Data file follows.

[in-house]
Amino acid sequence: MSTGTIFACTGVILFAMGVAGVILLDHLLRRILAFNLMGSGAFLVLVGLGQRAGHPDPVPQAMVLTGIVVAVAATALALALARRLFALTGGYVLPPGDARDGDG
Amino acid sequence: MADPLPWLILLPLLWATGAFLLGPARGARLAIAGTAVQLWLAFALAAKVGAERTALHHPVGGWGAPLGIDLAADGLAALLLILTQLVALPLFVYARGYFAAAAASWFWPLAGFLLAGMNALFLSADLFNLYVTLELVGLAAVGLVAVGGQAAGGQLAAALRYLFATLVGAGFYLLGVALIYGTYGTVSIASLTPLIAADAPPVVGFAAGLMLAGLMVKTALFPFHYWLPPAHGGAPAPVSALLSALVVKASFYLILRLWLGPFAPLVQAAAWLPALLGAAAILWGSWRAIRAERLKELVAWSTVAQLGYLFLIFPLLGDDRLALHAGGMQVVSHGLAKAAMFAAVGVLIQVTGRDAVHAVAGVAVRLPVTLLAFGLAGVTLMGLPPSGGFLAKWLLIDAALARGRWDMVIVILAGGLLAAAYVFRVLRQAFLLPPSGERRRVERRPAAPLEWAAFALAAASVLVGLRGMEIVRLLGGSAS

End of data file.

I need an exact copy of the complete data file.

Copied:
[in-house]
Amino acid sequence: MSTGTIFACTGVILFAMGVAGVILLDHLLRRILAFNLMGSGAFLVLVGLGQRAGHPDPVPQAMVLTGIVVAVAATALALALARRLFALTGGYVLPPGDARDGDG
Amino acid sequence: MADPLPWLILLPLLWATGAFLLGPARGARLAIAGTAVQLWLAFALAAKVGAERTALHHPVGGWGAPLGIDLAADGLAALLLILTQLVALPLFVYARGYFAAAAASWFWPLAGFLLAGMNALFLSADLFNLYVTLELVGLAAVGLVAVGGQAAGGQLAAALRYLFATLVGAGFYLLGVALIYGTYGTVSIASLTPLIAADAPPVVGFAAGLMLAGLMVKTALFPFHYWLPPAHGGAPAPVSALLSALVVKASFYLILRLWLGPFAPLVQAAAWLPALLGAAAILWGSWRAIRAERLKELVAWSTVAQLGYLFLIFPLLGDDRLALHAGGMQVVSHGLAKAAMFAAVGVLIQVTGRDAVHAVAGVAVRLPVTLLAFGLAGVTLMGLPPSGGFLAKWLLIDAALARGRWDMVIVILAGGLLAAAYVFRVLRQAFLLPPSGERRRVERRPAAPLEWAAFALAAASVLVGLRGMEIVRLLGGSAS